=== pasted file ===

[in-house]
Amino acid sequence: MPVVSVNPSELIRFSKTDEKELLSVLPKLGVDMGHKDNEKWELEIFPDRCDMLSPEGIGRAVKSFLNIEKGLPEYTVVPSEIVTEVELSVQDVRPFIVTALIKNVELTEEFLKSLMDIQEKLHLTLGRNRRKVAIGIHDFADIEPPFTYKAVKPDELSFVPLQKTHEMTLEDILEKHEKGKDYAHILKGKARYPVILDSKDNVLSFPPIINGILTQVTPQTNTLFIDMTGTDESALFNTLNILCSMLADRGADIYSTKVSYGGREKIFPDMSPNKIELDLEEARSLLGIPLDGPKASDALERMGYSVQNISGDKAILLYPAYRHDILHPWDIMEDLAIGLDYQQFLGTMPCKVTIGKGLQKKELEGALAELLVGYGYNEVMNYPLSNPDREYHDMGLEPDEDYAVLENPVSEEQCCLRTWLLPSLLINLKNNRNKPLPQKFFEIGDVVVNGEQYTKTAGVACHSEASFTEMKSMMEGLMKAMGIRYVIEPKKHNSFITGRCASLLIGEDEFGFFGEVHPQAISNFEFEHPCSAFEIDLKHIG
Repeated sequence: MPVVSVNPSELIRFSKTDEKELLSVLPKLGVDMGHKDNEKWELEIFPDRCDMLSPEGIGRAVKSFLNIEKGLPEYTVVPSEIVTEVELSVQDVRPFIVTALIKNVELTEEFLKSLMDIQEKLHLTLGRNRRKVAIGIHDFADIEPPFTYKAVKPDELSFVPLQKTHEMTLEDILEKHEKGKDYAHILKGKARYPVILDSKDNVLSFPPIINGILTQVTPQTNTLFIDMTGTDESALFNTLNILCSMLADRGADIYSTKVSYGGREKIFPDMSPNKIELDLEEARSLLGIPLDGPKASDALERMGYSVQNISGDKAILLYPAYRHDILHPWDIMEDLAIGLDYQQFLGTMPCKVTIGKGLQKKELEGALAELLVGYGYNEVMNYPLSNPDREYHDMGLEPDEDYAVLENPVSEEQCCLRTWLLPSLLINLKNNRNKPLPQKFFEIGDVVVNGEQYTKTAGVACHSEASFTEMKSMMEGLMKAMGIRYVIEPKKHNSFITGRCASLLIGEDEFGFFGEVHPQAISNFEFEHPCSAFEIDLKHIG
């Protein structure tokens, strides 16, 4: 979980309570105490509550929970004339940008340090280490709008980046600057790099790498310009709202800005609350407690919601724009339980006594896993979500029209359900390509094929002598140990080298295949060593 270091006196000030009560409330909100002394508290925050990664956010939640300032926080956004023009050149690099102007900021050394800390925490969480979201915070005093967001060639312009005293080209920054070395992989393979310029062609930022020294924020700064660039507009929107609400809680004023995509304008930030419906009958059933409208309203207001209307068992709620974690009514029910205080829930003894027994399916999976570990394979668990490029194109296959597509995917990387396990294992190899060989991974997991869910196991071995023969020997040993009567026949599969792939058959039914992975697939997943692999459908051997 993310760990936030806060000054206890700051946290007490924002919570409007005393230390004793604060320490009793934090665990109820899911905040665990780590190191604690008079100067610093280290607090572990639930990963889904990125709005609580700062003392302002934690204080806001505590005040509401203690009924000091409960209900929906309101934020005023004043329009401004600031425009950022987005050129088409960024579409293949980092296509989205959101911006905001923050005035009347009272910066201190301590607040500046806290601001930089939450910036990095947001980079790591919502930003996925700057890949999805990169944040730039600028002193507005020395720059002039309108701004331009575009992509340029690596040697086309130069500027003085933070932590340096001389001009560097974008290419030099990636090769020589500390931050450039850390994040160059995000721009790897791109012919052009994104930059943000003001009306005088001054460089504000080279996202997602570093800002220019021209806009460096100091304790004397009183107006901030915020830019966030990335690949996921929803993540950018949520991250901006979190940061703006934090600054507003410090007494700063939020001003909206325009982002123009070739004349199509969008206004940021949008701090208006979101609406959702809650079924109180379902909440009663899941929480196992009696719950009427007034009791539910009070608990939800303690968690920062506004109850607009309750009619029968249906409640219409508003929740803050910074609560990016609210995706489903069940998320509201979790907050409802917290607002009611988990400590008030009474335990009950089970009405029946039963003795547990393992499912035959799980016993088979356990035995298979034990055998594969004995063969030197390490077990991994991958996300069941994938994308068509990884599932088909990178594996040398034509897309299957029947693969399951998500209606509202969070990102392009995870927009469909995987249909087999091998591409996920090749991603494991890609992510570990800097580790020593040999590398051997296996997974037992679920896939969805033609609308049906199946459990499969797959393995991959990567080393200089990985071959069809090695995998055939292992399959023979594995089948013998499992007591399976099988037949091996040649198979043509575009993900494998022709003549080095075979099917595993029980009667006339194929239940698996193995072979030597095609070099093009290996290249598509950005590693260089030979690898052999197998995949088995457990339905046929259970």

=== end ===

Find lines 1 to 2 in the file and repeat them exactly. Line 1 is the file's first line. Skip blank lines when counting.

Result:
[in-house]
Amino acid sequence: MPVVSVNPSELIRFSKTDEKELLSVLPKLGVDMGHKDNEKWELEIFPDRCDMLSPEGIGRAVKSFLNIEKGLPEYTVVPSEIVTEVELSVQDVRPFIVTALIKNVELTEEFLKSLMDIQEKLHLTLGRNRRKVAIGIHDFADIEPPFTYKAVKPDELSFVPLQKTHEMTLEDILEKHEKGKDYAHILKGKARYPVILDSKDNVLSFPPIINGILTQVTPQTNTLFIDMTGTDESALFNTLNILCSMLADRGADIYSTKVSYGGREKIFPDMSPNKIELDLEEARSLLGIPLDGPKASDALERMGYSVQNISGDKAILLYPAYRHDILHPWDIMEDLAIGLDYQQFLGTMPCKVTIGKGLQKKELEGALAELLVGYGYNEVMNYPLSNPDREYHDMGLEPDEDYAVLENPVSEEQCCLRTWLLPSLLINLKNNRNKPLPQKFFEIGDVVVNGEQYTKTAGVACHSEASFTEMKSMMEGLMKAMGIRYVIEPKKHNSFITGRCASLLIGEDEFGFFGEVHPQAISNFEFEHPCSAFEIDLKHIG